US 1989999 A
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Feb. 5, 1935. M. NIEDERLE I SOLAR WATER HEATER Filed June 7, 1953 2 Sheets-Sheet l III lillflllllllll Feb. 5, 1935. M. NIEDERLE SOLAR WATER HEATER Filed June 7, 1933 2 Sheets-Sheet 2 Patented Feb. 5, 1935 UNITED STATES PATENT Orr-"Ice" Max Niederle, Miami, Fla.
Application June 7, 1933, Serial No. 674,734
My invention relates to improvements in solar water heaters, and particularly to a device of this character intended and adapted for use in heating water in a circulating water system.
An object of the invention is to provide a device of this character that can be employed in heating small quantities of water to be withdrawn from the heating unit, or that can be connected in system with a hot water storage tank to automatically circulate and heat water from said tank.
Another object is to so construct the parts making use of the suns rays and taking the heat therefrom, that the entire installation can be made to be of simple, inexpensive and durable form so that it'can' be placed in use and can be continuously operated without care or expense, and will operate at all times with maximum efii ciency, requiring only that the sun shine with sufiicient brilliancy to penetrate and be focused through a lens.
Another object is to provide a concentrating lens arrangement that will collect a maximum of the suns rays and will concentrate these rays to collect the heat in a manner to accomplish maximum efliciency.
Still another object is to provide a lens and water tube structure in which the lenses, of prismatic form, are associated with a tubular member closing the water tube which tubular member is exhausted to create an ideal condition for penetration of the concentrated light rays to thus give the greatest possible application of heat to the water tube.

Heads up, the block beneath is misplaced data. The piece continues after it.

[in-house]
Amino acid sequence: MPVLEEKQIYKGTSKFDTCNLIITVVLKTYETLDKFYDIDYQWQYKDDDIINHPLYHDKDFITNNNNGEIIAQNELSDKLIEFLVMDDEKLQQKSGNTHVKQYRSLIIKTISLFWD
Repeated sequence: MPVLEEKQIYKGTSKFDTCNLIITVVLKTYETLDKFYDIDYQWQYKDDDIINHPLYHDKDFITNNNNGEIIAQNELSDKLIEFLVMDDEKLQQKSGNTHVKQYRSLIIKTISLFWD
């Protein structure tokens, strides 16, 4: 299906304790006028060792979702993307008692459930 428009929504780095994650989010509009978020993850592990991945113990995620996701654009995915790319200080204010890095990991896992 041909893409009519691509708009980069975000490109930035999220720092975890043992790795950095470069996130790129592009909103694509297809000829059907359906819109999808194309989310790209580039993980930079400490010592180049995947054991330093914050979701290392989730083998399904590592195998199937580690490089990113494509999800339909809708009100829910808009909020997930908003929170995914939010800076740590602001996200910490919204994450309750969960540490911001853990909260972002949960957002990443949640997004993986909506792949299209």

Yet another purpose of the invention is to so construct and associate the parts that not only directly projected sun rays are used, but the device will collect and utilize reflected rays to increase the heat application to the water conducting member.
With these and other objects in view, which will be apparent to those skilled in the art, my invention includes certain novel features of constructi n and combinations of parts that will be hereinafter set forth in connection with the drawings and then pointed out in the claims.
In the drawings:
Figure 1 is a view in side elevation showing one construction and assembly embodying my invention.
Fig. 2 is a longitudinal sectional view through the solar ray collecting apparatus.
Fig. 3 is a transverse sectional view through the parts as shown in Fig. 2.
Fig. 4 is a longitudinal sectional view illustrat ing another construction of solar ray collecting tube.
Fig. 5 is a transverse sectional view through the construction illustrated in Fig. 4.
Fig. 6 is a transverse sectional view through 5 still another modified form of solar ray collecting, water tube and reflecting apparatus.
Fig. '7 is a. longitudinal sectional view through the parts as disclosed in Fig. 6.
Fig. 8 is a fragmentary longitudinal sectional 10 view through yet another form of solar ray collecting and water conducting tube.
Fig. 9 is a transverse sectional view through the parts illustrated in Fig. 8.
Fig. 10 is a transverse sectional view illustrat- 15 ing another form that the water tube can take.
In the adaptation illustrated in Figure 1 I have shown a hot water storage tank 1 having a pipe-2 connected to conduct and supply water thereto, a hot water withdrawal pipe being provided at 3. 20 To all intents and purposes, this hot water storage tank 1 can be of any desired and suitable form and construction, of which many are already known and in use; but, it will perhaps be preferable that the hot water storage tank 1 be insulated or provided with a covering of heat retaining material to thus hold the temperature of the water within the tank at as high a degree as possible and prevent changes with atmospheric temperature changes.